- The Fed Won't Be Able To Soak Up Bad Mortgages Like It Once Did
- Chinese Capital Will Dry Up After Capital Controls Are Imposed
- The weakening petro-dollar will weaken demand for high-end housing
- The inevitable symmetry of bubbles will force a price mean-reversion
If you have not yet read Part 1: How Much Longer Can Our Unaffordable Housing Prices Last? available free to all readers, please click here to read it first.
In Part 1, we looked at factors that limit further home price appreciation—mortgage rates that can’t go much lower and stagnant household incomes—and factors that could continue to push prices higher in islands of strong job growth and global demand.
Here in Part II, we’ll look at several dynamics that could deflate the current Housing Bubble #2, even in areas currently experiencing high demand for housing such as New York City and San Francisco.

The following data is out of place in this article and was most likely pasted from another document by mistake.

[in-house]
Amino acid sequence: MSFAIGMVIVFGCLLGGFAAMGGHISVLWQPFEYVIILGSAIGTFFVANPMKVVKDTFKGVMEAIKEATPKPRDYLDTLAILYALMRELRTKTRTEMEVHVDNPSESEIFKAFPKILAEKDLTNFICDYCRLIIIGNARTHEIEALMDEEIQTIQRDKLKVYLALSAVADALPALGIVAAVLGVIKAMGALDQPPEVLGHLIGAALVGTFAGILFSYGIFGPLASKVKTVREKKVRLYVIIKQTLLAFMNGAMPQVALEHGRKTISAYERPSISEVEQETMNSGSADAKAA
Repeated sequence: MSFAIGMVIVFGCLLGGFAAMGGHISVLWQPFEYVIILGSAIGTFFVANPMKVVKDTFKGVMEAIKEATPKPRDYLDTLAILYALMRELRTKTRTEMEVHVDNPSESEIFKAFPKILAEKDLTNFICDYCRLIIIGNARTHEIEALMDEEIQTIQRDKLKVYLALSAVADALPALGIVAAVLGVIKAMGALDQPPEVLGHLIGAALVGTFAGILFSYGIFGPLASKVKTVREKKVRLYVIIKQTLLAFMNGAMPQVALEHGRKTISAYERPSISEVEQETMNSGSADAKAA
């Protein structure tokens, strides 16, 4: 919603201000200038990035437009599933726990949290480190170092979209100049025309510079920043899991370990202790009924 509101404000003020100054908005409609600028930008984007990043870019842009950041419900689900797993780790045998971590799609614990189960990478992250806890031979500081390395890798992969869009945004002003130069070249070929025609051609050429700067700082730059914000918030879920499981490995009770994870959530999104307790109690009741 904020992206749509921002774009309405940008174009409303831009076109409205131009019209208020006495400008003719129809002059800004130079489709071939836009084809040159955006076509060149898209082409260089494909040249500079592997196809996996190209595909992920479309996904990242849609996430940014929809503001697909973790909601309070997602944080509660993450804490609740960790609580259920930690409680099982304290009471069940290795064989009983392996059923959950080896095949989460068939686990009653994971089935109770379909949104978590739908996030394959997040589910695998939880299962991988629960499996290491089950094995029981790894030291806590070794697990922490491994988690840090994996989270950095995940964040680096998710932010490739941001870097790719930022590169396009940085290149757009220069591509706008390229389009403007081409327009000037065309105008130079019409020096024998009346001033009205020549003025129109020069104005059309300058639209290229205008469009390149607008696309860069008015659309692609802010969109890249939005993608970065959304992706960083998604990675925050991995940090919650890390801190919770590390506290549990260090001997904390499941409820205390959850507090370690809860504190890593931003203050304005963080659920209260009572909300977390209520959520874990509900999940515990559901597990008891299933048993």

The Fed Will Encounter Political Headwinds in Pushing Money to the Wealthy
Setting aside cash buyers from overseas, a major factor in the inflation of Housing Bubble #2 was the Federal Reserve’s quantitative easing programs that expanded the pool of money available to the already-wealthy while prompting very little “trickling down” of this new money to the bottom 90% of households.
The one Fed policy that aided the bottom 90% was buying $1.75 trillion of home mortgages. This unprecedented buying spree helped push mortgage rates down to equally unprecedented lows.
But as this chart shows, the Fed is…
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